Facebook has become an integral part of digital natives lives. As the technology is used more often, trust in the service increases. The unfortunate reality: people misinterpret trust by assuming anything can be said and done on this popular social media outlet. The problem of course is the fact that Facebook is a business that is fueled by sharing information to both third parties and other people. Their business scheme, combined with users misunderstanding of what power the policies have over them has the potential to incriminate and destroy students future they are working so hard to obtain. Are people actually okay with sharing their personal information online or is there a disconnect of what they understand? This study focuses on the policy knowledge that college students at the Rochester Institute of Technology have and tries to gain an understanding if education is able to sway users to relinquish a bit of social ability to conserve their privacy. A survey was given to 110 subjects which asked qualifying questions then educated them of the security concerns and finally asked a set of questions to gain a before and after picture of what they have learned. This before and after comparison proved that users in this day and age prefer being socially connected rather than taking needed steps to lessen online risk and overall have fallen subject to the disinhibition effect.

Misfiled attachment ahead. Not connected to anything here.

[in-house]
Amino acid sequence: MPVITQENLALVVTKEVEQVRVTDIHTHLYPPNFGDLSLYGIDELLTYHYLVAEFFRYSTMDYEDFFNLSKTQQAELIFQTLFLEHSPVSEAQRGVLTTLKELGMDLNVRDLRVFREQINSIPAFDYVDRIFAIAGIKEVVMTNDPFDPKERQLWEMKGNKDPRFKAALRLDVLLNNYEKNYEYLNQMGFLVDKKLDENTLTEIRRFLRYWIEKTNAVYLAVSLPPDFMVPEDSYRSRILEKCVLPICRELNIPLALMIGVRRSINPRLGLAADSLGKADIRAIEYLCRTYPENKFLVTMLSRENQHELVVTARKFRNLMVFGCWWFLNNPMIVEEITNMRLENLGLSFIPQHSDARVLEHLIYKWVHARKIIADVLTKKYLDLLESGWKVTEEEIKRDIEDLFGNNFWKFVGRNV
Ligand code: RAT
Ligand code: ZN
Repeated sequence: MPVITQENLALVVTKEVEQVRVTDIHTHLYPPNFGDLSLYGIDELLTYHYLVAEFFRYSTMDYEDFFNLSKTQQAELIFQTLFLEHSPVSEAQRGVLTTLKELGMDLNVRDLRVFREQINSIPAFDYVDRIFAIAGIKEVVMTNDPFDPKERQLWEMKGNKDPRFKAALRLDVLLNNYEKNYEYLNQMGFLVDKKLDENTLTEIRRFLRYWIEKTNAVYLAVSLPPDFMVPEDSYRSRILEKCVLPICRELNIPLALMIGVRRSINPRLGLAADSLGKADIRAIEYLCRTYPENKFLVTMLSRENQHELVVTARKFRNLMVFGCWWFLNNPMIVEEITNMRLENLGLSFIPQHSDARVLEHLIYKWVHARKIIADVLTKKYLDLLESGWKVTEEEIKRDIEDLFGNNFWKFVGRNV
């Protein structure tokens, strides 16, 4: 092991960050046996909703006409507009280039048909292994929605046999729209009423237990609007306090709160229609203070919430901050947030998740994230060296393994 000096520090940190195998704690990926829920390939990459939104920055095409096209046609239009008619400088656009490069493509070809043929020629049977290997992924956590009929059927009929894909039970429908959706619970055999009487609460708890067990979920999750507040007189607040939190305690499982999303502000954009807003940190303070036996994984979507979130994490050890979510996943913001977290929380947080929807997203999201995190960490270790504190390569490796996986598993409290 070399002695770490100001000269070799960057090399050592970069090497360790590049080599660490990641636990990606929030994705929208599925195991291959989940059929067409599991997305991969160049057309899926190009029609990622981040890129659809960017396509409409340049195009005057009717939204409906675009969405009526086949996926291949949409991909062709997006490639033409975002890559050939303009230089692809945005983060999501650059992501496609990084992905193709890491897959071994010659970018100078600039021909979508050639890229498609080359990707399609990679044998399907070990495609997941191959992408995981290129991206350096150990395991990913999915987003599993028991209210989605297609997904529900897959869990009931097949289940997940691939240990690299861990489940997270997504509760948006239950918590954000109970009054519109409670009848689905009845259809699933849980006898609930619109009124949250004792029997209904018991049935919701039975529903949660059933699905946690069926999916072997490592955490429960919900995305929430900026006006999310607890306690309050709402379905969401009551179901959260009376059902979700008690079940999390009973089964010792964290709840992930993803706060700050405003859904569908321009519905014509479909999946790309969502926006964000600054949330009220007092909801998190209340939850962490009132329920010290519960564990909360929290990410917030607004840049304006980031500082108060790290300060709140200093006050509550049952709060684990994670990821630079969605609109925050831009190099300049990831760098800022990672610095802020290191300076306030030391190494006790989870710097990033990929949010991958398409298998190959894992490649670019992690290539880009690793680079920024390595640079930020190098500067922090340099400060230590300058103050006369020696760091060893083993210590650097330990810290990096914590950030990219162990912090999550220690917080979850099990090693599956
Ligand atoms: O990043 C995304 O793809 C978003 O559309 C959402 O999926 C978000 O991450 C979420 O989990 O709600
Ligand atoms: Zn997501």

Library of Congress Subject Headings
Facebook (Electronic resource)--Public opinion; College students--New York (State)--Rochester--Attitudes; Online social networks--Security measures; Data protection; Risk perception
Department, Program, or Center
Information Sciences and Technologies (GCCIS)
Rockelmann, Richard Jr, "Facebook policy and user knowledge: Self-inflicted totalitarianism" (2013). Thesis. Rochester Institute of Technology. Accessed from
RIT – Main Campus